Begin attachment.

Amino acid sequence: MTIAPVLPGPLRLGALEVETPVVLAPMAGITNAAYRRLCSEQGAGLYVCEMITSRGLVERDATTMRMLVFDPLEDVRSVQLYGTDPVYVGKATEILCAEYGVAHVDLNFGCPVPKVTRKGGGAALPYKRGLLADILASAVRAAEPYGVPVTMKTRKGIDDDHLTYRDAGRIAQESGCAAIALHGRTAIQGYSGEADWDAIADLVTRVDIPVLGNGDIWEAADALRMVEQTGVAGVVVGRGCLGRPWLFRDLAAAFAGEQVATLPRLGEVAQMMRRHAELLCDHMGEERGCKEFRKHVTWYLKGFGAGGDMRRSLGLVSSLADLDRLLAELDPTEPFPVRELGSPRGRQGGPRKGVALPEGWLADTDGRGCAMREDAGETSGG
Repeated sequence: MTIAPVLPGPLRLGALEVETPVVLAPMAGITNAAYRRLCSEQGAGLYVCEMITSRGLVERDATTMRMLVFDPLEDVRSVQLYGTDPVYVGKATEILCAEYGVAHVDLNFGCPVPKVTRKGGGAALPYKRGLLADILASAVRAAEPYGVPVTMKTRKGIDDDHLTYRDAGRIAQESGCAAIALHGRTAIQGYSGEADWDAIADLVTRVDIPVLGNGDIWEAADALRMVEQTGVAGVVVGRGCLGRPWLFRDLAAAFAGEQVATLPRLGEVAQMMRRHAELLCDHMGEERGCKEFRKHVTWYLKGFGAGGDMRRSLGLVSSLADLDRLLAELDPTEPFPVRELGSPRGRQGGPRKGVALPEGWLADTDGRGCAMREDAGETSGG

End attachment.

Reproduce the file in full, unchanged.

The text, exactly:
Amino acid sequence: MTIAPVLPGPLRLGALEVETPVVLAPMAGITNAAYRRLCSEQGAGLYVCEMITSRGLVERDATTMRMLVFDPLEDVRSVQLYGTDPVYVGKATEILCAEYGVAHVDLNFGCPVPKVTRKGGGAALPYKRGLLADILASAVRAAEPYGVPVTMKTRKGIDDDHLTYRDAGRIAQESGCAAIALHGRTAIQGYSGEADWDAIADLVTRVDIPVLGNGDIWEAADALRMVEQTGVAGVVVGRGCLGRPWLFRDLAAAFAGEQVATLPRLGEVAQMMRRHAELLCDHMGEERGCKEFRKHVTWYLKGFGAGGDMRRSLGLVSSLADLDRLLAELDPTEPFPVRELGSPRGRQGGPRKGVALPEGWLADTDGRGCAMREDAGETSGG
Repeated sequence: MTIAPVLPGPLRLGALEVETPVVLAPMAGITNAAYRRLCSEQGAGLYVCEMITSRGLVERDATTMRMLVFDPLEDVRSVQLYGTDPVYVGKATEILCAEYGVAHVDLNFGCPVPKVTRKGGGAALPYKRGLLADILASAVRAAEPYGVPVTMKTRKGIDDDHLTYRDAGRIAQESGCAAIALHGRTAIQGYSGEADWDAIADLVTRVDIPVLGNGDIWEAADALRMVEQTGVAGVVVGRGCLGRPWLFRDLAAAFAGEQVATLPRLGEVAQMMRRHAELLCDHMGEERGCKEFRKHVTWYLKGFGAGGDMRRSLGLVSSLADLDRLLAELDPTEPFPVRELGSPRGRQGGPRKGVALPEGWLADTDGRGCAMREDAGETSGG